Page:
Sen. Sanders' Constitutional Amendment to Undo Citizens United and Buckley: Three Issues

On December 8, Senator Bernie Sanders (I-Vermont) introduced a constitutional amendment to drive big money out of politics for good. He was not alone. Senator Mark Begich of Alaska joined him. Sanders' amendment is called "Saving American Democracy," but the language is identical to the "OCCUPIED" amendment offered in the House by Representative Ted Deutch (D-Florida), inspired by the Occupy Wall Street movement and beginning to attract co-sponsors.

On November 18, I posted a blog applauding the Deutch amendment as the strongest one introduced so far to redress the imbalance of power between the global corporations and the people in our democracy. See "Finally, a Constitutional Amendment for the 99 Percent" for my analysis of how this amendment compares to others introduced this year. Truly, the Sanders/Deutch amendment is a blend of the best ideas.

In the time since the Deutch amendment was announced, several important issues have emerged:

1. Immediate Effect

Immediately upon adoption, this amendment would prohibit business corporations and their associations from using money or other resources to influence voting on candidates or ballot measures everywhere in America—at the federal, state, and local levels. The other proposals introduced in Congress do not do that.

Under the amendment introduced by Senator Tom Udall (D-New Mexico) and several other senators, we would have to wait for Congress and each state to pass laws regulating campaign financing, which may or may not include a ban on corporate spending. The version offered by Representative Jim McGovern declares that corporations, LLCs, and other corporate entities are not entitled to the constitutional rights of natural persons, but it is doubtful that simply saying that will automatically stop corporations from spending on elections. To implement that clause, either Citizens United and other cases will have to be re-litigated under the pre-existing McCain-Feingold and FEC laws, or Congress and each state would need to pass new laws that would be tested in court under the new amendment. Years would pass.

2. Banning Business Corporations' Free Speech

Already, the Heritage Foundation and other conservative voices are complaining about the loss of "free speech" that they claim corporations and business associations would suffer under the Sanders/Deutch amendment. Well, get used to the idea, guys. For over 50 years, nonprofit 501(c)(3) charitable organizations have been prohibited by the tax code from participating in the campaigns of candidates for public office. That's over a million public interest voices, from the American Cancer Society to your local Little League team, not allowed to endorse candidates, pay for broadcast ads, or make campaign contributions. They have been sidelined to protect the nonpartisan integrity of the charitable sector. The business sector needs to be sidelined from American elections to protect the integrity of our democracy.

By the way, the business corporations would function economically just fine under Sanders/Deutch. Their ability to own property, sell stock, make contracts, sue and be sued — all that is a matter of state law, not the federal constitution. They resort to claiming constitutional rights mainly when they don't like laws passed to stop them from harming or exploiting people.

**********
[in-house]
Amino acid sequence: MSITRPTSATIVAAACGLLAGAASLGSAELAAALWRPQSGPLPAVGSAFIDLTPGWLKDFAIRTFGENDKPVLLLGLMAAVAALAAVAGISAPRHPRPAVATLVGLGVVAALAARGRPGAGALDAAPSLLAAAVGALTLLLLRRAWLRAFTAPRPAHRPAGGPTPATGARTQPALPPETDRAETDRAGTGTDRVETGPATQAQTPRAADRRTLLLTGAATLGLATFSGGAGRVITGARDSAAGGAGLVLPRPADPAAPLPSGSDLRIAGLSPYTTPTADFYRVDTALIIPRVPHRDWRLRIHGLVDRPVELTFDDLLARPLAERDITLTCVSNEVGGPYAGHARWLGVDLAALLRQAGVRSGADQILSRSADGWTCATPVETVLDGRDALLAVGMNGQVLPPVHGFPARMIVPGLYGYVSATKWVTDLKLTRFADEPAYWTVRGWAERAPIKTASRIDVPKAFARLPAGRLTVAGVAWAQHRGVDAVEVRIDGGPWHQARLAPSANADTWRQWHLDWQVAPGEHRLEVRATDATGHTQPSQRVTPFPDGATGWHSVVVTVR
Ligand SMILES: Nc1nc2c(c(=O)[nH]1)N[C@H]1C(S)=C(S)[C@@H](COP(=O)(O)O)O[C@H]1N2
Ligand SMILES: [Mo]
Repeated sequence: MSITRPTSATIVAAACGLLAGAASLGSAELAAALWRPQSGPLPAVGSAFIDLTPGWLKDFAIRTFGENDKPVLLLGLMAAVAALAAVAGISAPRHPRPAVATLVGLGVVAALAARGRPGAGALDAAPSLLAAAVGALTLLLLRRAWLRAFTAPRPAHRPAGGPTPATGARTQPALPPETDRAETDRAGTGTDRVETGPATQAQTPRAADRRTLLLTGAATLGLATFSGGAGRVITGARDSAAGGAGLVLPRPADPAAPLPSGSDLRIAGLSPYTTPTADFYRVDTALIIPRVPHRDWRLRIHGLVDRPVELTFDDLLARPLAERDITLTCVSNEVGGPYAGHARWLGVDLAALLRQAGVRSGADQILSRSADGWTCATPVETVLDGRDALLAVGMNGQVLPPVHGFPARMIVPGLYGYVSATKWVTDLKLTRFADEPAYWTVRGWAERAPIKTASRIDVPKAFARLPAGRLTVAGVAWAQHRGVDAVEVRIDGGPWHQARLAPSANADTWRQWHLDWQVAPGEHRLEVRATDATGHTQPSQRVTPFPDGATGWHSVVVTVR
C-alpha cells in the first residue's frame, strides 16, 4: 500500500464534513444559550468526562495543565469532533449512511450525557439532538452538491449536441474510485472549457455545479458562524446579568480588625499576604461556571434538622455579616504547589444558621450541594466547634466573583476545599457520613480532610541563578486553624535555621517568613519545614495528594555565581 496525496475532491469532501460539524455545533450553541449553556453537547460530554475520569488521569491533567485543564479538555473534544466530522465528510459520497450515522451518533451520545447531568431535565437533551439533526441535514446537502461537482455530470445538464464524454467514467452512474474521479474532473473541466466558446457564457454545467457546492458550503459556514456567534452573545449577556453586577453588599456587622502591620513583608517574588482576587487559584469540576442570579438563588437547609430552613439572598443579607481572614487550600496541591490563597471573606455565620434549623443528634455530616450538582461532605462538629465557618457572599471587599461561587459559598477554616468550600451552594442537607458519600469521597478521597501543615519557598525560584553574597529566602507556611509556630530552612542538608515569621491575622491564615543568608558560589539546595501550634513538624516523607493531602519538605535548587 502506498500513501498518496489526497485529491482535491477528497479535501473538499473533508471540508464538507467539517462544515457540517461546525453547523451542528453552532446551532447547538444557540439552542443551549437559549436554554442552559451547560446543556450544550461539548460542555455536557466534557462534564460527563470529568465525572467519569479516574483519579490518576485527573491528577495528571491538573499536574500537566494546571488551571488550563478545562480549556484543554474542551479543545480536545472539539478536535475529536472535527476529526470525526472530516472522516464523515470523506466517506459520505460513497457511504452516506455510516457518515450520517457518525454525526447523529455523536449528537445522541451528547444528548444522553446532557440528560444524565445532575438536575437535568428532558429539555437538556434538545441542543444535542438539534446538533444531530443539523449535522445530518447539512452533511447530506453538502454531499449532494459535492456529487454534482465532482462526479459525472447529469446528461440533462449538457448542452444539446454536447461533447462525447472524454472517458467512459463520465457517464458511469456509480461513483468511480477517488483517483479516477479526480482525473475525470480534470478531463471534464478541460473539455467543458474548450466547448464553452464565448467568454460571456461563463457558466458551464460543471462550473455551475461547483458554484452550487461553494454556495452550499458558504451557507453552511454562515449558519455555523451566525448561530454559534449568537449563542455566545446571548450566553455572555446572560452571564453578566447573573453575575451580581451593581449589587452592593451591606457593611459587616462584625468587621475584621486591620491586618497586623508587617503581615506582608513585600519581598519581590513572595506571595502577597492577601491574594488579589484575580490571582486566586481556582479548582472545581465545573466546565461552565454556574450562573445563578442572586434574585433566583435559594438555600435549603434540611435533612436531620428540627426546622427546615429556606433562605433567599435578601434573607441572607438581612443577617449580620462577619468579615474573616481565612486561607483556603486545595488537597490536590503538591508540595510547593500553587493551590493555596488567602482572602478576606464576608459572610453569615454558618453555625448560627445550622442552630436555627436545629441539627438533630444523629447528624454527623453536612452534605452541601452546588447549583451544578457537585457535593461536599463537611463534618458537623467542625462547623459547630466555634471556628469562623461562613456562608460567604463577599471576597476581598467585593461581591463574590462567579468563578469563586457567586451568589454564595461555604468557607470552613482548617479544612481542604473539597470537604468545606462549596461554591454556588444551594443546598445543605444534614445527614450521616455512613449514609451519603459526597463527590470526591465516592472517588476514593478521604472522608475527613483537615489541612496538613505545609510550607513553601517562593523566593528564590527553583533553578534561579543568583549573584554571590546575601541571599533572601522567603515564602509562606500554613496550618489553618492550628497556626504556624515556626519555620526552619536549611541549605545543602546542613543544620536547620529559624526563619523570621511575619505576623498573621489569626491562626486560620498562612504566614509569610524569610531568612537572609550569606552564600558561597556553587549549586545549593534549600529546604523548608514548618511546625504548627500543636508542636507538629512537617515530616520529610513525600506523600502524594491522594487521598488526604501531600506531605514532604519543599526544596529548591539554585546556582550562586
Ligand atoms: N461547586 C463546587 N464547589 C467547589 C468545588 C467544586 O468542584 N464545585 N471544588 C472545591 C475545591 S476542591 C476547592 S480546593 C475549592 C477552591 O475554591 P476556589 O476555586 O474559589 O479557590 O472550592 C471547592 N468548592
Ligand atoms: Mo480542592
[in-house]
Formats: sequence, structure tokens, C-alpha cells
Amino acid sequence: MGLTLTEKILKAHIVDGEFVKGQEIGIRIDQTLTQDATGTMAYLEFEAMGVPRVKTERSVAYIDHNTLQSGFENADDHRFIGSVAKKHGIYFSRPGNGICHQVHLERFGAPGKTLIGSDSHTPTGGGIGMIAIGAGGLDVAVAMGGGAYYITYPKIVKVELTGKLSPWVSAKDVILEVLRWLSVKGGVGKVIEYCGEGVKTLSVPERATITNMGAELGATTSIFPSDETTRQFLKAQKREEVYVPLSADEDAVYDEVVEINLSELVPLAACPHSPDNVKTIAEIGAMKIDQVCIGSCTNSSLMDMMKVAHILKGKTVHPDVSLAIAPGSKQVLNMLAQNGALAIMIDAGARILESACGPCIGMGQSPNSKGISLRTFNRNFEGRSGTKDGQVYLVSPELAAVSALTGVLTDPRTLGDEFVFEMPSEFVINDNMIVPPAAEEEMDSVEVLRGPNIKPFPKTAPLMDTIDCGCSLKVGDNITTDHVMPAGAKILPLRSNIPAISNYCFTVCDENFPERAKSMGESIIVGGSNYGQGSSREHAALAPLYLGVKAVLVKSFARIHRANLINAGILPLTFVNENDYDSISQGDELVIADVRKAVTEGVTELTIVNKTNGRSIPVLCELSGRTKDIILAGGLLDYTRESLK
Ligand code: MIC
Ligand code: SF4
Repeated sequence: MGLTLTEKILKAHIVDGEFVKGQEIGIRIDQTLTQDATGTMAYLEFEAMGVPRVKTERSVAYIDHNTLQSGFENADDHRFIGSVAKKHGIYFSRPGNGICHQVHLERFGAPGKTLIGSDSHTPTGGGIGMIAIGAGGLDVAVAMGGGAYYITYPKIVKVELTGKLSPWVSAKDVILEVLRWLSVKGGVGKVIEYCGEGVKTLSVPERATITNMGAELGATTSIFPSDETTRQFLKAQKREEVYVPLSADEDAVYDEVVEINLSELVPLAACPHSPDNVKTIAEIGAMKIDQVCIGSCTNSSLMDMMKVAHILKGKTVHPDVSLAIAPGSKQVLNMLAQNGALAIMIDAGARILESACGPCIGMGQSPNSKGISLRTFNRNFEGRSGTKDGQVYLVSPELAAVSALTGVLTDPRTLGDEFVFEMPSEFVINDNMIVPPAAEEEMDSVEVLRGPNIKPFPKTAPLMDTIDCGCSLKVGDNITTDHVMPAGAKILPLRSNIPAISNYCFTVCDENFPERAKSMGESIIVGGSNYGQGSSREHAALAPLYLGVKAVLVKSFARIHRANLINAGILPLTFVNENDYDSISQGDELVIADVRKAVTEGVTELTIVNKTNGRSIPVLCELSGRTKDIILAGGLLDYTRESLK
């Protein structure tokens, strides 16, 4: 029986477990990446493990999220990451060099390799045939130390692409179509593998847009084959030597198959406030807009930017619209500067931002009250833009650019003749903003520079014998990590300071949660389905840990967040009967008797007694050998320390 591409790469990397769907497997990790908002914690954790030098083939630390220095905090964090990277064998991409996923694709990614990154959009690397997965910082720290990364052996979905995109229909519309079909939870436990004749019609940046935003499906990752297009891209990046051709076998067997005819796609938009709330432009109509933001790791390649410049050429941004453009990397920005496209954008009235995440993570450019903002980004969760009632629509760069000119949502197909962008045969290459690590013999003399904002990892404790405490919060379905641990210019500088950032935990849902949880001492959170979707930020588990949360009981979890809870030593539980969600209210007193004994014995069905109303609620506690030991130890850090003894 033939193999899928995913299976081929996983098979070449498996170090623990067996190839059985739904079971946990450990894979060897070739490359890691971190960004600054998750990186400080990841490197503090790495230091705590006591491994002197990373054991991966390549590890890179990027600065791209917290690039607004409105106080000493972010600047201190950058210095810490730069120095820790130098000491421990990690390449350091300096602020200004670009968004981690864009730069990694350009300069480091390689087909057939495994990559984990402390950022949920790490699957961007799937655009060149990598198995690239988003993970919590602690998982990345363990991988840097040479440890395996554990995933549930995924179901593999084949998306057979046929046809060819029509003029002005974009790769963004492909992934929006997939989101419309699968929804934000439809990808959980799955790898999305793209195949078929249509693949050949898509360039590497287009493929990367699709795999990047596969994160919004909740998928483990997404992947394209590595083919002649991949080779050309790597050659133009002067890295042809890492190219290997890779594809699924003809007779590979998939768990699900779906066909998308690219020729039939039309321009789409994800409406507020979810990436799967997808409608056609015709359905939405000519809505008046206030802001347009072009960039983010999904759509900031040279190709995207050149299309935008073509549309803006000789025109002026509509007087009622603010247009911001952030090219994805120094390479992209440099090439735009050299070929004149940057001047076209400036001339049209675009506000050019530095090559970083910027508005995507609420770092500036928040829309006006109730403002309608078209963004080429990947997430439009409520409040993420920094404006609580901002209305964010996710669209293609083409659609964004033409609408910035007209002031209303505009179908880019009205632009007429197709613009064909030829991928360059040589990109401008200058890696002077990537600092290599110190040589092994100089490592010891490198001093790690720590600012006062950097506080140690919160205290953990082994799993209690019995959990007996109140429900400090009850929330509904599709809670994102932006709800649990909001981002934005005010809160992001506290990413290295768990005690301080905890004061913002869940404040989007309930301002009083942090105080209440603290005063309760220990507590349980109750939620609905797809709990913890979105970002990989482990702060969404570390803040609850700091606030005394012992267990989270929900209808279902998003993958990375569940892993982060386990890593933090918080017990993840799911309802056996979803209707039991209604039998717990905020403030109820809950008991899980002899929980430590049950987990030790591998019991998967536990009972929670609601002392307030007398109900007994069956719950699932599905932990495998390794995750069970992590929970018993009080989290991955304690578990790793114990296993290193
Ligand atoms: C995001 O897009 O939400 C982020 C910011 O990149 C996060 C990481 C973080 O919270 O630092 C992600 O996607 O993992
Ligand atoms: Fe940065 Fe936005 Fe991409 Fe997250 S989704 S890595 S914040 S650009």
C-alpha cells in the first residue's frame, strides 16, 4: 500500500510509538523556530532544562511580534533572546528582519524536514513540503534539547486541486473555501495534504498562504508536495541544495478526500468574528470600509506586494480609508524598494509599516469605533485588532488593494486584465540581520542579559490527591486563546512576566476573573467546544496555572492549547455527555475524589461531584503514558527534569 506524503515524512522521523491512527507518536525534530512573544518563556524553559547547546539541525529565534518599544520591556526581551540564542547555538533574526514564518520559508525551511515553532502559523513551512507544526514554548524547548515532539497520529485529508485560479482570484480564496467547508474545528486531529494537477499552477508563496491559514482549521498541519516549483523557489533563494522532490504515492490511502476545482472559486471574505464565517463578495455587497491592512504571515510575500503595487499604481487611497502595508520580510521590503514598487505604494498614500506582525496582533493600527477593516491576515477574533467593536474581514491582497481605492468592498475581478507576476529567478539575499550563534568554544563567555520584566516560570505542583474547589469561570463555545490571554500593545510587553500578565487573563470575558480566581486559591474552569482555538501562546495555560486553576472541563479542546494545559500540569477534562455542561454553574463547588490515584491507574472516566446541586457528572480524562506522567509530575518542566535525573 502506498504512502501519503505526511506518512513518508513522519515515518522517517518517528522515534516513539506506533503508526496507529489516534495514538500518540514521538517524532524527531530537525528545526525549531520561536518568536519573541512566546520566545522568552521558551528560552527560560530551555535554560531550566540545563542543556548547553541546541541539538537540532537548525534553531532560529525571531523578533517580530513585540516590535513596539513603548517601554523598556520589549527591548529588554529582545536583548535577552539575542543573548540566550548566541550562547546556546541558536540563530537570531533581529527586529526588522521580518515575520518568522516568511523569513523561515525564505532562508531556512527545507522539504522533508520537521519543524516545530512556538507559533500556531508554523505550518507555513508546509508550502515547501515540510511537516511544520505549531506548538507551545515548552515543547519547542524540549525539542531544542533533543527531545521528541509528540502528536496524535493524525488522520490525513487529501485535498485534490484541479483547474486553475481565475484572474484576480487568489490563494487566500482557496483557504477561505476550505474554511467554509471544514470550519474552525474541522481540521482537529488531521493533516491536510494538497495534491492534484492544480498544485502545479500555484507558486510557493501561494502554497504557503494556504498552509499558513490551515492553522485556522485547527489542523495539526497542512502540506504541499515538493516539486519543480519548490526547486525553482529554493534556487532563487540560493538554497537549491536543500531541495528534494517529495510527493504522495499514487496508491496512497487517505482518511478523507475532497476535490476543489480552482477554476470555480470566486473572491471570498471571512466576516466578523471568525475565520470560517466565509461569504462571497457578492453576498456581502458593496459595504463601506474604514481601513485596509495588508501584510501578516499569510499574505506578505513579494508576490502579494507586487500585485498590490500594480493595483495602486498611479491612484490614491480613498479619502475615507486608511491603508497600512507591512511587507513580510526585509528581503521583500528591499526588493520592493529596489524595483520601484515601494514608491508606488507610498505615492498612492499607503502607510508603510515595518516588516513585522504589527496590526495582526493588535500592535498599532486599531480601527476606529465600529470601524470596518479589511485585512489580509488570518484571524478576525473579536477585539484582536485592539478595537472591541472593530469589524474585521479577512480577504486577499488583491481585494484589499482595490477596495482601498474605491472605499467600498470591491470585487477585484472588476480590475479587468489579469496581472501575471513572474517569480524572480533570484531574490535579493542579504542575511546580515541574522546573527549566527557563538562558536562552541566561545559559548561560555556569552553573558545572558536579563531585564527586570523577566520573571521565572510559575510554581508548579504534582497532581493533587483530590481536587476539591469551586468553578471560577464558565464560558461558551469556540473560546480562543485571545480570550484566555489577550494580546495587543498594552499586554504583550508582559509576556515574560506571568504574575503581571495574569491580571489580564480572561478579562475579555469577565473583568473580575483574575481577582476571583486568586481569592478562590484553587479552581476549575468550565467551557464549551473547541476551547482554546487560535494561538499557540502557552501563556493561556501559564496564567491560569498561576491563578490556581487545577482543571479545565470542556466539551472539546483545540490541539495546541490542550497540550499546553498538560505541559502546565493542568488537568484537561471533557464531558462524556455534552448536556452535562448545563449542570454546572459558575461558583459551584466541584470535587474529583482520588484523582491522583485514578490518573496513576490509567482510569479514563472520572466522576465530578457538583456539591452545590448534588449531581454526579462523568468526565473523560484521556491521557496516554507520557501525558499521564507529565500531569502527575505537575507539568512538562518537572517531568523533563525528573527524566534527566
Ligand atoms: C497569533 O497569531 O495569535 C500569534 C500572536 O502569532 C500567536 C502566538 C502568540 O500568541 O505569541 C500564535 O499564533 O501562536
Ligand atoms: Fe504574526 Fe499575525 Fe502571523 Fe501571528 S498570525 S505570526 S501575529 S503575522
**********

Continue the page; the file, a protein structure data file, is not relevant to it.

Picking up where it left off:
3. Unions and Nonprofits

I could argue this one either way. The original constitutional amendment I drafted in January 2011 states that because only people can vote, only individual citizens should finance campaigns (along with public financing). No kinds of private organizations, except political committees comprised of individuals subject to public disclosure, could spend to influence our elections.

However, Sanders/Deutch valiantly attempts to draw a line between the business corporations and their associations, and the rest of us — sometimes called "civil society" — neither government nor commercial enterprises, but nonprofit organizations that represent the interests of human beings.

Labor spends far less than big business does on elections, and most of what unions spend is not from their general treasuries but from union members' dues, subject to a voluntary check-off system. Sure, the variety of nonprofit groups that get involved on election issues, from tax reform to health care to the environment to gun control to civil rights to war and peace, are "special interests," but the Sanders/Deutch amendment would allow them to spend on elections so long as they were not fronting for the economic interests of the business sector. And of course, Congress and the states would be authorized to fully regulate their expenditures with dollar limits and disclosure, because Sanders/Deutch would also overturn the 1976 Buckley v. Valeo decision equating money with speech.

To learn more about the Sanders/Deutch amendment, you can visit Senator Sanders' web site. If you like it, you can sign A Petition to Support the Saving American Democracy Amendment. Forty thousand people did just that within the first 24 hours.


Gregory L. Colvin is a principal at Adler & Colvin, a law firm in San Francisco specializing in the law of nonprofit organizations and deeply committed to serving the legal needs of the nonprofit sector. His practice includes political and lobbying activities of nonprofit organizations, fiscal sponsorship, donor advised funds, anonymous giving, grantmaking, and other issues that arise between individual donors and charities. Learn more.

Nonprofit Law Matters looks at legal issues in the nonprofit and tax-exempt organizations world. Written by the attorneys of Adler & Colvin, it provides updates and analysis regarding philanthropy, charity, and other exempt organization issues.

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